Middle class Canadians will have more money in their pockets in 2019
December 28, 2018 Gatineau, Quebec Employment and Social Development Canada
The Government of Canada is making life more affordable for middle class Canadians. In 2019, as a result of the Government’s changes, middle class Canadians will see more money on their paycheques, compared with 2015, while changes to the Canada Pension Plan (CPP) means they will have more money for their retirement.
Taken together, changes to the Employment Insurance (EI), enhancements to the CPP and the middle class tax cut, mean that a single person earning $48,000 will save almost $60 in paycheque deductions 2019 compared with 2015. For a single person earning $75,000, this would represent a saving of almost $210.
In addition to these savings, starting in 2019, the Government of Canada will implement the Canada Pension Plan enhancement, increasing benefits and contributions to strengthen the retirement income security of today’s workers to help them maintain their standard of living when they leave the workforce, with increases of up to 50 percent for the youngest Canadians.
The government is also making investments that will continue to improve the lives of Canadians and families. For example, a typical middle class family of four will receive, on average, about $2,000 more each year, as a result of the middle class tax cut and the Canada Child Benefit.
Initiatives like these support the Government of Canada’s overall commitment to improve the well-being of all Canadians and strengthen the middle class and help people working hard to join it.
“Every Canadian deserves a real and fair chance to succeed, no matter where they live or where they come from. That’s why we are making sure that middle class Canadians have more money in their pockets while providing access to better pensions and enhanced supports when they need them the most.”
– The Honourable Jean-Yves Duclos, Minister of Families, Children and Social Development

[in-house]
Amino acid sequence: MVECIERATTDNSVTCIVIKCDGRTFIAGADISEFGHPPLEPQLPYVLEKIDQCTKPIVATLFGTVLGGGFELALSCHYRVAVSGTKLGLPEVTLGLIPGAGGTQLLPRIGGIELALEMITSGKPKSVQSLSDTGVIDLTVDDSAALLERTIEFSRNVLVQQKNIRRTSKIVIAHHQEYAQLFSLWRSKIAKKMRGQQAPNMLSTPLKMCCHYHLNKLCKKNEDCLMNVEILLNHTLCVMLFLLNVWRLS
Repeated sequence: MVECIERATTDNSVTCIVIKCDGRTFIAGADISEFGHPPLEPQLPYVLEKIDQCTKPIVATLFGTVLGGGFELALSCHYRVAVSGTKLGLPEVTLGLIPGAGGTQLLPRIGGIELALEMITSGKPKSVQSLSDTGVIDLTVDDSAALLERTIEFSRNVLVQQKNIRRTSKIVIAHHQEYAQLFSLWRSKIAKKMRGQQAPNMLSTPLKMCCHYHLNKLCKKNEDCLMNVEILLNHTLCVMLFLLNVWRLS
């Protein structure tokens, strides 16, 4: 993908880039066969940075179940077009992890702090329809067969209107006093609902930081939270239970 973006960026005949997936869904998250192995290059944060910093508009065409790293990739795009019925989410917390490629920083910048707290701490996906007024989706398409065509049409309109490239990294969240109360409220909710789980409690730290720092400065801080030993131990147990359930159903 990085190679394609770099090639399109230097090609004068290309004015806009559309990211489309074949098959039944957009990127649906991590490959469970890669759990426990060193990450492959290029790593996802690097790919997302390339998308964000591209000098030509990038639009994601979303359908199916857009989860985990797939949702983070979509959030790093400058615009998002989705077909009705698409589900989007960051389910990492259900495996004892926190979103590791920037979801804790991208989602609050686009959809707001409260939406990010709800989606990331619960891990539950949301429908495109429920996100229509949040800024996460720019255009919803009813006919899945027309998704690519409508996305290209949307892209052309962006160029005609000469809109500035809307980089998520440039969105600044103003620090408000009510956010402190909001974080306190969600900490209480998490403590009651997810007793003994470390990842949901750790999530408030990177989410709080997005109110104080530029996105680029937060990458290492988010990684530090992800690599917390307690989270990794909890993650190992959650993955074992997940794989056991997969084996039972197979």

“Canadians deserve fair and dignified retirements that recognize their hard work. That is why the Government of Canada took the initiative to strengthen and improve the Canada Pension Plan. These changes will help today’s workers plan for their retirement while building strong systems that support Canadians in their older years.”
– The Honourable Filomena Tassi, Minister of Seniors
The strength of the Canadian economy in 2018 contributes to the Employment Insurance (EI) premium rate decrease, with 219,000 more people working and fewer claiming EI benefits.
The 2019 premium rate of $1.62 per $100 of insurable earnings, down from $1.66 in 2018, represents a reduction of 26 cents from the 2016 rate of $1.88 since the Government announced new enhancements to EI benefits and programs.
To support Canada's hard-working entrepreneurs, the Government cut the small business tax rate from 10.5 per cent to 10 per cent effective January 1, 2018, with a further reduction to 9 per cent coming into effect on January 1, 2019.
In December 2015, the Government introduced a tax cut for middle-class Canadians. To help pay for the middle-class tax cut, the Government asked the wealthiest Canadians to pay a little bit more. A new income tax rate of 33 percent was introduced for individuals who earn more than $200,000 a year in taxable income.
Additional changes to the CPP will also provide greater benefits to parents whose income drops after the birth or adoption of their child, to persons with disabilities, to spouses who are widowed at a young age and to the estates of lower-income contributors. These changes are considered the largest reform of the CPP in 50 years.
For media enquiries, please contact:
Office of the Honourable Jean-Yves Duclos, P.C., M.P.
Minister of Families, Children and Social Development
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